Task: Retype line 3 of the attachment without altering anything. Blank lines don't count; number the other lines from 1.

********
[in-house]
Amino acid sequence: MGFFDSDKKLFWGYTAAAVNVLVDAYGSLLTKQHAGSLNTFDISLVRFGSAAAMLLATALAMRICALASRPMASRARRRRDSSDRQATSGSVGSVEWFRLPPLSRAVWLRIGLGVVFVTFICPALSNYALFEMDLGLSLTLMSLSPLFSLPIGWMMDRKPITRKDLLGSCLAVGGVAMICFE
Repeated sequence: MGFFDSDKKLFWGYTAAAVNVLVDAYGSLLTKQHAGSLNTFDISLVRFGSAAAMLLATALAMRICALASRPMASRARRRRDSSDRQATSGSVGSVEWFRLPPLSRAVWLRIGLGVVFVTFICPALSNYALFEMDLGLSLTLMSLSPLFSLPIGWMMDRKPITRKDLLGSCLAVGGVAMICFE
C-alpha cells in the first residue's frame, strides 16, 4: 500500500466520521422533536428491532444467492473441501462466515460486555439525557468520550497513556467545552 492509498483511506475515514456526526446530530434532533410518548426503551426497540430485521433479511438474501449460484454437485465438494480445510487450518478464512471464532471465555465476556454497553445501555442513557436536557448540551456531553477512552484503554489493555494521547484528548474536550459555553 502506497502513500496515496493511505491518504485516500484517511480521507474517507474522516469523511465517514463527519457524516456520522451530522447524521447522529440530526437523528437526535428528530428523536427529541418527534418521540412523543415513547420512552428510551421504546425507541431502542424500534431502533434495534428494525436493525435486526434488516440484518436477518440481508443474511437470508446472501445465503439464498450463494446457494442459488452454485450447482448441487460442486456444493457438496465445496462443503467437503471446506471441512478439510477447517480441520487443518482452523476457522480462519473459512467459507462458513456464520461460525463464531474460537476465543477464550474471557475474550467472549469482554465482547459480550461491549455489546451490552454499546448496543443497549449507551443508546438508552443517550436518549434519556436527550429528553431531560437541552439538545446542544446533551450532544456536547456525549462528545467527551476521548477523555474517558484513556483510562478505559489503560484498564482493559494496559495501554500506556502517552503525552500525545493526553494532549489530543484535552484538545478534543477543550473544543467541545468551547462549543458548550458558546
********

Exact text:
Repeated sequence: MGFFDSDKKLFWGYTAAAVNVLVDAYGSLLTKQHAGSLNTFDISLVRFGSAAAMLLATALAMRICALASRPMASRARRRRDSSDRQATSGSVGSVEWFRLPPLSRAVWLRIGLGVVFVTFICPALSNYALFEMDLGLSLTLMSLSPLFSLPIGWMMDRKPITRKDLLGSCLAVGGVAMICFE